sometimes birthdays come in pairs. you’re likely to reading this on tuesday, the birthday of my lovely mother, joy louise yoder eversole. isn’t she cute? just as my dad taught me a lot, mom did, too. mom read out loud to us, and created little family traditions like making doughnuts when the first snow came. she taught me to stick to my convictions, and to not care about what the world thinks. mom has a knack for attracting people who need someone to talk to and find her to be a good listener. i’d like to think that i share that trait. she did her best to teach me to be responsible – to keep my room clean and to peel potatoes and to grow a garden. (i’m still working on those things.) when my parents came to visit us at our new house this spring, mom spent most of her time pulling weeds and simply doing things that need to be done. she taught me to serve others without complaining. she taught me to take walks for pleasure. she taught me to look for bargains and shop at thrift stores whenever possible. she makes the best broccoli salad ever, and she committed a huge portion of her life to putting the needs of our family before her own. i love you, mom!
112537234167029397 August 29, 2005
the great thing about getting married on september 4 is that we’ll always have a three-day weekend to celebrate our anniversary. tonight, the wonderful husband pricelined a fabulous hotel for a weekend in toronto.
“what are you doing this weekend?”
“oh, we’re just leaving the country for a few days.”
happy first anniversary to us! i’ll save the reflections on being married for a year for later.
when did priceline become a verb?
in honor of our anniversary week, take note of how cute daniel and i were when we first met each other (upper right of the page). super-blaze will return soon.
thugs making rugs
this morning i drive an hour and a half to see one of my kids – an 18-year-old boy in residential drug rehab. he’s essentially and orphan – his mom, stepdad, brother and stepbrother have all died, and he doesn’t really have a relationship with his biological father. he has a history of felony charges, mostly related to burglaries that seemed like a good idea when he was high. he’s from “the bottoms,” which is sort of a violent, appalachian ghetto at its worst, and his family has had a lot of violence. (his older brother threatened my life at one point.) but this kid is one of the gentlest, most responsible kids i know. the staff at his treatment facility never have any concerns, and he’s a role model for the other kids.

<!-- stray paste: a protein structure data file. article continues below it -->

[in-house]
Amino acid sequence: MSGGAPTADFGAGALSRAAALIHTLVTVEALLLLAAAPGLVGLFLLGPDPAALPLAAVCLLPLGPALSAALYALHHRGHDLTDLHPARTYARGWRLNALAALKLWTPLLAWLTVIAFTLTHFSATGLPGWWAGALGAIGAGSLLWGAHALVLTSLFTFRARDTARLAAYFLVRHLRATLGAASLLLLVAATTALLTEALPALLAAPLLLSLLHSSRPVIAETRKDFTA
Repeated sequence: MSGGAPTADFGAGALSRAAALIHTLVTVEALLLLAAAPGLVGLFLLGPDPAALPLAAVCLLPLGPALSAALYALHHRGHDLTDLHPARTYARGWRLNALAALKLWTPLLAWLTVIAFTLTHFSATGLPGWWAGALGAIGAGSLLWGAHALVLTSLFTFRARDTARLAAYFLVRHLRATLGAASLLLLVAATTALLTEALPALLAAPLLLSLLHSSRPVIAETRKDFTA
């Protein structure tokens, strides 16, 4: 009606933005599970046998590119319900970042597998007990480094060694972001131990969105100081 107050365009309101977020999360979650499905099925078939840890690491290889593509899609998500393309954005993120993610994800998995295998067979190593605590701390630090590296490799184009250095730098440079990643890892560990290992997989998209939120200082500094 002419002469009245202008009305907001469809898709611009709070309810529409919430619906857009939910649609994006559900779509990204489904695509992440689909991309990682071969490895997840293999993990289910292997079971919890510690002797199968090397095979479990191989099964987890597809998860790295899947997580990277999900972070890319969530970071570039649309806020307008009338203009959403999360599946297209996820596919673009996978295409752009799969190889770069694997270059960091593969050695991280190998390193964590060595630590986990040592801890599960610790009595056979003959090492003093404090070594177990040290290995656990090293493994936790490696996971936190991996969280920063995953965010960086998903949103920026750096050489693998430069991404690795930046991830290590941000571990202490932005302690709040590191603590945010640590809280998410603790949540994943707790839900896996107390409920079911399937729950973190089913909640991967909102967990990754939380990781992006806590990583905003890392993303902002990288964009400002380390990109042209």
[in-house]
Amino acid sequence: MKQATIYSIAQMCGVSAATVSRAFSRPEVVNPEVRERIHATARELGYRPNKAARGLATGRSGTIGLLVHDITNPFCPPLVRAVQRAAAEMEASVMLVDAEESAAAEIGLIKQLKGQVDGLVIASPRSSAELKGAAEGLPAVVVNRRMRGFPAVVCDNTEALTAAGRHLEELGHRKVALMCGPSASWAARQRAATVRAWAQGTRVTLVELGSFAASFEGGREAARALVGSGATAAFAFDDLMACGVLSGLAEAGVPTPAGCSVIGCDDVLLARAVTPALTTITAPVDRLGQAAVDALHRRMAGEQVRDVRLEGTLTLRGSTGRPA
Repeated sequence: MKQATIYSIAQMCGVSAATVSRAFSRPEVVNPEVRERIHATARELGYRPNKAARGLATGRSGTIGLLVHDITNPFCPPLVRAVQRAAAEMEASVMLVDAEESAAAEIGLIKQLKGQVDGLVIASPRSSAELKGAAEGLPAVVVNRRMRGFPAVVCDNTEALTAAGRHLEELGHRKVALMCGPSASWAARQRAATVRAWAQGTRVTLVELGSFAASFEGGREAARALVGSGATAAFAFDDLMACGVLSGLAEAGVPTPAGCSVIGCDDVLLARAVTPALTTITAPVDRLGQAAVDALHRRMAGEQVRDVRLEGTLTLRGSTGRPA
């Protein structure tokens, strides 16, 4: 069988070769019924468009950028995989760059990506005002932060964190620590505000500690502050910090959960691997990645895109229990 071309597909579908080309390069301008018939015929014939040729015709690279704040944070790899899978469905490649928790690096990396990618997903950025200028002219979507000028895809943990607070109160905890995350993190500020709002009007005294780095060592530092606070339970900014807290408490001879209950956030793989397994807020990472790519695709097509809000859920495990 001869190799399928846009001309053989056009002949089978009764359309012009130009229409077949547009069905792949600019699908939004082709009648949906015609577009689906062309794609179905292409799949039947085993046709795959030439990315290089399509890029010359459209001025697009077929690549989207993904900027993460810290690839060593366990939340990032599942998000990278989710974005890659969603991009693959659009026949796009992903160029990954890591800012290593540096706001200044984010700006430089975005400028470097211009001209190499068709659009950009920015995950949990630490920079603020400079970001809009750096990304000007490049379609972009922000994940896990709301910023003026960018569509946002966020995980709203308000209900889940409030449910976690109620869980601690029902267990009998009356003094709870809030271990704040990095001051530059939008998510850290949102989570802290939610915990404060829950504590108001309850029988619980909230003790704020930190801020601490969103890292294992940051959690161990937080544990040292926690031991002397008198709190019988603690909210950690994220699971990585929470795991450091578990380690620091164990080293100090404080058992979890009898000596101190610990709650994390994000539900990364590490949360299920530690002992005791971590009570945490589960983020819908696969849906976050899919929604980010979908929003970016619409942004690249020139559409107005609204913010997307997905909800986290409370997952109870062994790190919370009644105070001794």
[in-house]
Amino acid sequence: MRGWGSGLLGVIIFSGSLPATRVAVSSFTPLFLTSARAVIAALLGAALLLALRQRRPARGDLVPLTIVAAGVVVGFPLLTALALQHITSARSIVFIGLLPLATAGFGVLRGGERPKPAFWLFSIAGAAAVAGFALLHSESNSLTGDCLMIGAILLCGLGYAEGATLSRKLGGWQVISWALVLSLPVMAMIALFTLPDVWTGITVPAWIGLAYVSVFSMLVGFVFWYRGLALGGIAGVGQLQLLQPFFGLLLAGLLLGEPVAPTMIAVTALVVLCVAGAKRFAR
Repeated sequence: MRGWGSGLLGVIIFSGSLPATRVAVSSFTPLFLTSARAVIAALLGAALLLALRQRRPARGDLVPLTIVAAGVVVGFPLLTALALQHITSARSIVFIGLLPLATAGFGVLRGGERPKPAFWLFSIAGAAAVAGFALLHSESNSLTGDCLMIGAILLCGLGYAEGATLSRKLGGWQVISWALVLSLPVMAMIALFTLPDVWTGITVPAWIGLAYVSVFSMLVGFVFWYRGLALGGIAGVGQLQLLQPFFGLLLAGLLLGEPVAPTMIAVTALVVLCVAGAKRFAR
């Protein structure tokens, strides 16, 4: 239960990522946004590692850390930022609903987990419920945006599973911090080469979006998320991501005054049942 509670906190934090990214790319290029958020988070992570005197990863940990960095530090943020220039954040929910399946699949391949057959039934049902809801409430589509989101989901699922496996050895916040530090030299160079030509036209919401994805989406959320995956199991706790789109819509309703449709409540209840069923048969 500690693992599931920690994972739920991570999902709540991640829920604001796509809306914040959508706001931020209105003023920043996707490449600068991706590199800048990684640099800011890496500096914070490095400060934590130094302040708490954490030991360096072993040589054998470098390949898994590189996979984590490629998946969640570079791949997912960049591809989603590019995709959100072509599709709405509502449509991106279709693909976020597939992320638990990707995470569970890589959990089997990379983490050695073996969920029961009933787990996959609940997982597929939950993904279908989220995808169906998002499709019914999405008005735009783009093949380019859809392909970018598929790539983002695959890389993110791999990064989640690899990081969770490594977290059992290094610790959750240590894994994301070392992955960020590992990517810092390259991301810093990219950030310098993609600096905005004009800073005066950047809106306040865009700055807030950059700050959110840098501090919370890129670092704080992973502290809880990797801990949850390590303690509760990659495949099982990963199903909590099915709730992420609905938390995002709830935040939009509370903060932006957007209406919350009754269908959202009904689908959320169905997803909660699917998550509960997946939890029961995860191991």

anyway, i was talking to him about his schedule this morning, and he mentioned that every afternoon he does “clean and sobers.” clean and sobers are activities to practice having fun without using drugs. i asked him what he does, and he says, “watch movies, play board games, crochet…” as it turns out, my boy is a crochet maniac. he’s made fluffy yarn pillows for his sisters, and showed me the most beautiful afghan that he’s working on. the kid is a crafting genius! (i crochet, but i really only have the patience for hats and scarves.) his counselor told me that all of the boys are doing it, and they call it “thugs making rugs.”
that was, most definitely, the highlight of my day.
PC185549 August 28, 2005
by the time most of you read this, it will be monday, and my father’s 51st birthday. happy birthday, dad! dad has never hesitated to spend lazy weekend mornings with us, as the photographic evidence shows. some of my favorite times with him as i was growing up were our hardee’s dates on saturday mornings – i would get cinnamon rasin biscuits, and we would both read the chicago tribune. i think i got my love of reading from him, and he first introduced me to public radio, among other things. when my brother and i had an 8:30 bedtime, we could usually get him to let us stay up the extra half hour to finish watching the a-team or macgyver. dad has always unconditionally supported matthew (my brother) and i, giving us room to make our own decisions and letting us know that he is always there when we’re in a pinch. dad is also one of the most giving people i know, both of his time and money, to things that he believes are important. dad taught me to love God with my mind and my actions more than my words. i know he thinks i border on being a communist at times, and he wanted me to become an optometrist instead of a social worker, but as long as we avoid in-depth political debates, it’s all good.
i love you, dad! happy birthday!
112516518655904556 August 27, 2005
happy saturday, dear ones!
i’m sitting with my second and a half cup of coffee, listening to this american life, and just feeling happy in general that i have no huge responsibilities today, and can take the time to think about whatever crosses my mind…